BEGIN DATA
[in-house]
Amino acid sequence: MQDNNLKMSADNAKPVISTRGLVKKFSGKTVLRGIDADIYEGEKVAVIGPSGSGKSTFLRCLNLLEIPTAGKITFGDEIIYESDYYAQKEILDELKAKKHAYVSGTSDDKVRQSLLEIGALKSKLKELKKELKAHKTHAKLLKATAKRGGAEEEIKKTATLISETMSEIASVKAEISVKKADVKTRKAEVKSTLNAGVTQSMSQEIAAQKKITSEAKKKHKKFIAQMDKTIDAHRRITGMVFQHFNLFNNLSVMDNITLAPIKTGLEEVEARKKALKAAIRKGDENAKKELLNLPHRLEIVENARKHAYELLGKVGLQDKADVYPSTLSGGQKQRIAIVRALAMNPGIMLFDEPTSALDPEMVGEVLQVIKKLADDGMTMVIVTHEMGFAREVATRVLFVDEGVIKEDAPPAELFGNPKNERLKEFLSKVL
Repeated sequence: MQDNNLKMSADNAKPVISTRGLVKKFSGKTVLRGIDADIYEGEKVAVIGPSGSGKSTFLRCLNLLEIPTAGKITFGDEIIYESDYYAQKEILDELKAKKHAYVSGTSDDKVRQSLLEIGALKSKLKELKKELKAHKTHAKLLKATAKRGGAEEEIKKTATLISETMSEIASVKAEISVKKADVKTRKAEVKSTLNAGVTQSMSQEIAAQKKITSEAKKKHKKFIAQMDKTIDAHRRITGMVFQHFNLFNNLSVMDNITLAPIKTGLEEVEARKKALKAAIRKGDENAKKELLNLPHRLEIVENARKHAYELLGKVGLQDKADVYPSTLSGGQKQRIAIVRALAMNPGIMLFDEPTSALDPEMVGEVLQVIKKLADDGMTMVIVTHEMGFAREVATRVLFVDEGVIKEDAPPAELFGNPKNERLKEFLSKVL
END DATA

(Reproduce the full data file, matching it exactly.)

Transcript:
[in-house]
Amino acid sequence: MQDNNLKMSADNAKPVISTRGLVKKFSGKTVLRGIDADIYEGEKVAVIGPSGSGKSTFLRCLNLLEIPTAGKITFGDEIIYESDYYAQKEILDELKAKKHAYVSGTSDDKVRQSLLEIGALKSKLKELKKELKAHKTHAKLLKATAKRGGAEEEIKKTATLISETMSEIASVKAEISVKKADVKTRKAEVKSTLNAGVTQSMSQEIAAQKKITSEAKKKHKKFIAQMDKTIDAHRRITGMVFQHFNLFNNLSVMDNITLAPIKTGLEEVEARKKALKAAIRKGDENAKKELLNLPHRLEIVENARKHAYELLGKVGLQDKADVYPSTLSGGQKQRIAIVRALAMNPGIMLFDEPTSALDPEMVGEVLQVIKKLADDGMTMVIVTHEMGFAREVATRVLFVDEGVIKEDAPPAELFGNPKNERLKEFLSKVL
Repeated sequence: MQDNNLKMSADNAKPVISTRGLVKKFSGKTVLRGIDADIYEGEKVAVIGPSGSGKSTFLRCLNLLEIPTAGKITFGDEIIYESDYYAQKEILDELKAKKHAYVSGTSDDKVRQSLLEIGALKSKLKELKKELKAHKTHAKLLKATAKRGGAEEEIKKTATLISETMSEIASVKAEISVKKADVKTRKAEVKSTLNAGVTQSMSQEIAAQKKITSEAKKKHKKFIAQMDKTIDAHRRITGMVFQHFNLFNNLSVMDNITLAPIKTGLEEVEARKKALKAAIRKGDENAKKELLNLPHRLEIVENARKHAYELLGKVGLQDKADVYPSTLSGGQKQRIAIVRALAMNPGIMLFDEPTSALDPEMVGEVLQVIKKLADDGMTMVIVTHEMGFAREVATRVLFVDEGVIKEDAPPAELFGNPKNERLKEFLSKVL